SEASIDE – Six fully vaccinated members of the CSU Monterey Bay volleyball team tested positive for COVID-19 on Thursday, according to a message sent to campus.
According to the California Collegiate Athletic Association’s COVID protocols, CSUMB subsequently canceled its home volleyball games against Cal State LA (September 24) and Cal State Dominguez Hills (September 25), scheduled for last weekend, with no plans to postpone the games .
“Our focus right now is on the health and wellbeing of our student otter athletes,” said Kirby Garry, CSUMB’s sports director, in Friday’s message to the college. “Canceling events is always difficult, especially after the year we’ve been through the competition, but it’s the right decision.”
During volleyball practice last Thursday morning, a player was feeling bad and went home for a rapid antigen test, Garry explained. After the test was positive, the trainer and trainer were notified immediately.
Within an hour of being notified, the rest of the volleyball program, which includes 17 athletes and two coaches, was tested. Five more of the student-athletes tested positive, none of which were symptomatic at the time of the test. The campus management was notified that same evening.
“Our top priority remains the health and safety of our community, and it is unfortunate that our athletics program is seeing positive cases,” said Eduardo Ochoa, President of CSUMB. “I am proud of our otter community and the level of collective care that each person takes to protect one another.”
To address safety concerns, the college tightened preventive measures. This means additional cleaning of facilities across campus, contact tracing management, and expanded testing protocols for affected groups.
The rest of the volleyball team has been tested three times since Thursday, all players remained negative. After 72 hours without another positive COVID test after the initial notification, all remaining volleyball team members were able to return to training on Monday morning. This week’s game at Sonoma State continues as planned, Garry said.
As a result of the extended contact tracing, no further positive COVID-19 tests have been found, even though exposure tracking is ongoing, the university noted.
The group of volleyball players who tested positive was quarantined. Of the six cases, one lives on campus while the others live off campus.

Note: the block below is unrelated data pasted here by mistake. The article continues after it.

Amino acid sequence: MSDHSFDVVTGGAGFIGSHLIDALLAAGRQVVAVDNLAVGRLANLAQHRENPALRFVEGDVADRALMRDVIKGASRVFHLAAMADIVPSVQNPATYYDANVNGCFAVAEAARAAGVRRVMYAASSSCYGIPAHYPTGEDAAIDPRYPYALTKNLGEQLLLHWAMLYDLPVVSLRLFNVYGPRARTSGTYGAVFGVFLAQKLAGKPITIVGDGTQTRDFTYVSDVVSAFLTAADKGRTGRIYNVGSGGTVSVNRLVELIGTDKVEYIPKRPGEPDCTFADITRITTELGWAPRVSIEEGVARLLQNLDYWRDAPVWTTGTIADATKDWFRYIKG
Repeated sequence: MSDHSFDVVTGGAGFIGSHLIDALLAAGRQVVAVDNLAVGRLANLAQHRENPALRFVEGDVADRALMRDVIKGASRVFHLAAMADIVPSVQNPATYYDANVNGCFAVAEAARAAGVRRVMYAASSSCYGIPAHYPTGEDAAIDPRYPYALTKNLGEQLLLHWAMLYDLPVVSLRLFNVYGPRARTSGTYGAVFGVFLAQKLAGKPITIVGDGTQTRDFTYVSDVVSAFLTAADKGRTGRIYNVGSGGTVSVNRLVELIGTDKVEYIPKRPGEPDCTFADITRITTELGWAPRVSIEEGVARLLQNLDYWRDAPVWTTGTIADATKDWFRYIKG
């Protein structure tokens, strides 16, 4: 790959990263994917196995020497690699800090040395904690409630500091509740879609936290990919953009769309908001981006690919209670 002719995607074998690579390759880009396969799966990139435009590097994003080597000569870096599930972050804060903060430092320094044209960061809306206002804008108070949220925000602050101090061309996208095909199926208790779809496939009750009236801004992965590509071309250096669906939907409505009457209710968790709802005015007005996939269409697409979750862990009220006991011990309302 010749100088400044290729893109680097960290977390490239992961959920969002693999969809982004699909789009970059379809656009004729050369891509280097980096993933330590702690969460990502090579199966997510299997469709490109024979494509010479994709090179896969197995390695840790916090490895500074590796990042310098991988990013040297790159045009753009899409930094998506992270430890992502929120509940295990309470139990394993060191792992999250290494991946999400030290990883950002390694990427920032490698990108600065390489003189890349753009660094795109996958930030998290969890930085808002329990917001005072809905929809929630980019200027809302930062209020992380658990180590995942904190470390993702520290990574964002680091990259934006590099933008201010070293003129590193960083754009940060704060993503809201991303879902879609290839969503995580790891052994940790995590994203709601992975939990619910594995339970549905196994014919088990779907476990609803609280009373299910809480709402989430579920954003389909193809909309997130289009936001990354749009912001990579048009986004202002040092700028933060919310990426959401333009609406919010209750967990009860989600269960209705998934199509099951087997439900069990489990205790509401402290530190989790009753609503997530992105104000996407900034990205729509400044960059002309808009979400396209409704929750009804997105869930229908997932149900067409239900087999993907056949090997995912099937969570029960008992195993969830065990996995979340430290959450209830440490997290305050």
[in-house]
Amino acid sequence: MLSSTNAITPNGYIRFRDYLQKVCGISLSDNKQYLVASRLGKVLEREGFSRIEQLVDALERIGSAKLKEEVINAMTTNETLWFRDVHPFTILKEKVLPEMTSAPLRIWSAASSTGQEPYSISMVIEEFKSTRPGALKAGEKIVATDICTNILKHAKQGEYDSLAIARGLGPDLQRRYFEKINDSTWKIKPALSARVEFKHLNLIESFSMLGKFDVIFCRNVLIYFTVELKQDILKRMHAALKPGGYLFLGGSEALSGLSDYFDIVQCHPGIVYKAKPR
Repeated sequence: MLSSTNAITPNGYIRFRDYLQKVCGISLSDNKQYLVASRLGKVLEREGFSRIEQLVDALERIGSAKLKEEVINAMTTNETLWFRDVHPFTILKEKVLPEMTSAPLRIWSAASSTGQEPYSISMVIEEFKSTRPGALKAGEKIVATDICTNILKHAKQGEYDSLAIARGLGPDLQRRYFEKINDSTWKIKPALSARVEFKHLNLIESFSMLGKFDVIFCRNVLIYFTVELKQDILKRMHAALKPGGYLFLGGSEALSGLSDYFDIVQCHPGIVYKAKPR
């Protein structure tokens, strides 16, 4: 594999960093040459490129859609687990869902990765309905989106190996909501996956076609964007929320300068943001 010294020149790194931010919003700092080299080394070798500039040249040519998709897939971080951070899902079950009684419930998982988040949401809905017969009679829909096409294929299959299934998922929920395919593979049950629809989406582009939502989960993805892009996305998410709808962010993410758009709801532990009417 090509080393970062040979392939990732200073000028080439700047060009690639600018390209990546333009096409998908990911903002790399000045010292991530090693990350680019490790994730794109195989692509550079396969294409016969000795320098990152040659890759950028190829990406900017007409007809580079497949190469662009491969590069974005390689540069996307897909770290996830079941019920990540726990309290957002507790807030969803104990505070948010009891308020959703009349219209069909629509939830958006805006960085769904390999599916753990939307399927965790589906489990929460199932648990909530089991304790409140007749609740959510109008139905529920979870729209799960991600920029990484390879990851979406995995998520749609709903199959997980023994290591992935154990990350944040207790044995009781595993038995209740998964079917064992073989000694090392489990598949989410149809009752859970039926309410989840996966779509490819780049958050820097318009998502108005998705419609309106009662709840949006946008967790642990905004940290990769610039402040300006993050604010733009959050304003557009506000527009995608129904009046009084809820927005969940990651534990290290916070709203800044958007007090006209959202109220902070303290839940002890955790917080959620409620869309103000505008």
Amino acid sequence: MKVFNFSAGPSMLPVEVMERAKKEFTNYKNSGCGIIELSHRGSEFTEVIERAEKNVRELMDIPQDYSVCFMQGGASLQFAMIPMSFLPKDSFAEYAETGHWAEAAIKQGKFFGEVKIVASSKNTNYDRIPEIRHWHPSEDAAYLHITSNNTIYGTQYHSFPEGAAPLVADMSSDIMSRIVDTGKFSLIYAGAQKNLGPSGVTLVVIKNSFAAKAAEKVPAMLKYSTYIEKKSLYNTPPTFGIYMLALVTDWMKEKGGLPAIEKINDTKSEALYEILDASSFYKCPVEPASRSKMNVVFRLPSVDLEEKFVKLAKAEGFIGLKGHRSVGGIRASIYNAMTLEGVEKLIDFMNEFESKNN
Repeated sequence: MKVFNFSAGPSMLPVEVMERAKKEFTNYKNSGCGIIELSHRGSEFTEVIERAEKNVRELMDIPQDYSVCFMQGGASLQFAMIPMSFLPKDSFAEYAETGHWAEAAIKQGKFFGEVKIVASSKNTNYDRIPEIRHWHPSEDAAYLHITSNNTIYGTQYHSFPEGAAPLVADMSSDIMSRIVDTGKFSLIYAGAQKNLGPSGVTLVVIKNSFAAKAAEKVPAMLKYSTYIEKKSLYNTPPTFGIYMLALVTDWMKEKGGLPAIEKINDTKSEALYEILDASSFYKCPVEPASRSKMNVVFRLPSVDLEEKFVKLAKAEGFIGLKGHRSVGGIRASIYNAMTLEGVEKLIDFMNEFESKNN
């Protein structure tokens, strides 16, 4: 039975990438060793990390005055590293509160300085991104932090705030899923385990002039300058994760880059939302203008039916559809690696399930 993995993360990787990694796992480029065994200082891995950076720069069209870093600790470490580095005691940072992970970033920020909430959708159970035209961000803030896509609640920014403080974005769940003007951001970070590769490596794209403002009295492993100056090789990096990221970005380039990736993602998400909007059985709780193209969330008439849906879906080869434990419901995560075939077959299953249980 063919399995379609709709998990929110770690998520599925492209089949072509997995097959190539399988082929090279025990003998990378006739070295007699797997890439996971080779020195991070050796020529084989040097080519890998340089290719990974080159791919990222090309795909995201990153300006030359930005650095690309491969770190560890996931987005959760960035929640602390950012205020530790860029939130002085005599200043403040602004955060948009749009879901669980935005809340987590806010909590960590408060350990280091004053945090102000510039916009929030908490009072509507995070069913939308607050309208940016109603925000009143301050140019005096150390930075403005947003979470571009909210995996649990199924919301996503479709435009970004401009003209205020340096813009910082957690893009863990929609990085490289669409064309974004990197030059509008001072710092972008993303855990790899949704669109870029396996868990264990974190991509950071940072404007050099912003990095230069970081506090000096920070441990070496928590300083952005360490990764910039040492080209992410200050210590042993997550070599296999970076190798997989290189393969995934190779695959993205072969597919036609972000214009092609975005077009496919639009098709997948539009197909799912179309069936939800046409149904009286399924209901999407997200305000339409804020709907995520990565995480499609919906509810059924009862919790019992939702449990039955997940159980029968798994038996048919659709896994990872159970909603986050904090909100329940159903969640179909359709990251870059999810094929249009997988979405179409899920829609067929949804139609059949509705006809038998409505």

The on-campus student has been relocated to one of CSUMB’s isolation units, where resident students who test positive for COVID-19 will be given meals, check-ins, and academic arrangements to continue their schooling. The others, three of whom live together, have been ordered to quarantine themselves.
Without those six people, CSUMB has seen 21 positive cases of reported campus contact between students, staff, faculty, and contractors since the fall class began. Taking into account those who had no campus contact, such as students living off campus or taking part in classes virtually, the university recorded 37 cases this school year.
CSUMB continues to require indoor masks and vaccinations for all students, staff and faculty on campus, as the college has been fully vaccinated since the beginning of face-to-face classes on Aug. 23. Anyone who is not fully vaccinated, whether due to a medical / religious exception or an incomplete vaccination dose, will be tested for COVID-19 weekly.
Of the 265 student athletes in the Otter Athletics division, all but one person are fully vaccinated. Although the cluster of cases emerged from this nearly fully vaccinated population, CSUMB officials wanted to reassure the campus community that pre-existing safety protocols are the best strategies available to prevent an outbreak.
“The Centers for Disease Control and Prevention reports that while vaccines may not prevent infection 100 percent, they are very effective at preventing serious diseases,” said Walter Ryce, CSUMB public information officer. “A combination of a highly vaccinated population combined with personal protection practices such as wearing a mask in indoor public spaces are the best tools we have to prevent the spread of COVID-19.”